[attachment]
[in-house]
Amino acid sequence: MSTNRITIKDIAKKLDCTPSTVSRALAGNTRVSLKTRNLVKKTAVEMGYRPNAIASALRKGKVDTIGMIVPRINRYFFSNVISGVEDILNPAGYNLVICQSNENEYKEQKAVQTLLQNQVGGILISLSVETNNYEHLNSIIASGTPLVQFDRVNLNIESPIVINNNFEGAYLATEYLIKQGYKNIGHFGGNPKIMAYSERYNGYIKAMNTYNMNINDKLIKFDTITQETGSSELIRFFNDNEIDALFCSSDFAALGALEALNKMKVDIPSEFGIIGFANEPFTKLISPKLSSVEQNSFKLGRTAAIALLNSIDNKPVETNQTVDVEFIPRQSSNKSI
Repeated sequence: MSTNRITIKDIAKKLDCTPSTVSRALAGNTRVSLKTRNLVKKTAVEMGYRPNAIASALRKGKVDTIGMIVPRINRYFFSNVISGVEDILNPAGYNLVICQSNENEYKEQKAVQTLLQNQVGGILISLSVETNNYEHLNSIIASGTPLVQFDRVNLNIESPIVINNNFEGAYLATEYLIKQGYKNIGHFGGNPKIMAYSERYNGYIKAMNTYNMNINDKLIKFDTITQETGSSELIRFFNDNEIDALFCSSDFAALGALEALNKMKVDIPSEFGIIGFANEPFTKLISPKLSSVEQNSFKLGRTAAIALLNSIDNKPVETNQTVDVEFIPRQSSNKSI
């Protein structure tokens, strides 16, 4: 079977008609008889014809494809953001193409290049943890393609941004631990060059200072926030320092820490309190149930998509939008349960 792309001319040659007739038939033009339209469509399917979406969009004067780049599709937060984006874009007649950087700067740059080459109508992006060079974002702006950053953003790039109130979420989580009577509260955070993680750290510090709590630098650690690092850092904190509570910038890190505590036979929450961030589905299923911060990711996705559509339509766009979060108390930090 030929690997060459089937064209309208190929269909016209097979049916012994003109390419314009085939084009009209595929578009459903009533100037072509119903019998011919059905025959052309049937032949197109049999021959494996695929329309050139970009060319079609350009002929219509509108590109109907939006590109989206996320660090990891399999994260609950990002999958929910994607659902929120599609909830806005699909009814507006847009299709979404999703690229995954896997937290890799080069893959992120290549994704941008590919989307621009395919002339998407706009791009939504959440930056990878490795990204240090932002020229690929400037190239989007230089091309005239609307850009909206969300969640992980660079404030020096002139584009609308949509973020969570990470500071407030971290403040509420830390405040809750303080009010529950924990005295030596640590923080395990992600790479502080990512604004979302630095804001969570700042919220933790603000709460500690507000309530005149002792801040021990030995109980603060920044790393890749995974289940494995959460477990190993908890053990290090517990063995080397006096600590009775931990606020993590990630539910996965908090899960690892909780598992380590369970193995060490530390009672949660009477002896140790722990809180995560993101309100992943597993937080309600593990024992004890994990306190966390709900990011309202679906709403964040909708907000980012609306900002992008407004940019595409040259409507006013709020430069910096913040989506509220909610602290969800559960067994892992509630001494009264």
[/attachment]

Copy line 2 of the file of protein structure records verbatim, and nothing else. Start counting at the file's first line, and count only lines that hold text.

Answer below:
Amino acid sequence: MSTNRITIKDIAKKLDCTPSTVSRALAGNTRVSLKTRNLVKKTAVEMGYRPNAIASALRKGKVDTIGMIVPRINRYFFSNVISGVEDILNPAGYNLVICQSNENEYKEQKAVQTLLQNQVGGILISLSVETNNYEHLNSIIASGTPLVQFDRVNLNIESPIVINNNFEGAYLATEYLIKQGYKNIGHFGGNPKIMAYSERYNGYIKAMNTYNMNINDKLIKFDTITQETGSSELIRFFNDNEIDALFCSSDFAALGALEALNKMKVDIPSEFGIIGFANEPFTKLISPKLSSVEQNSFKLGRTAAIALLNSIDNKPVETNQTVDVEFIPRQSSNKSI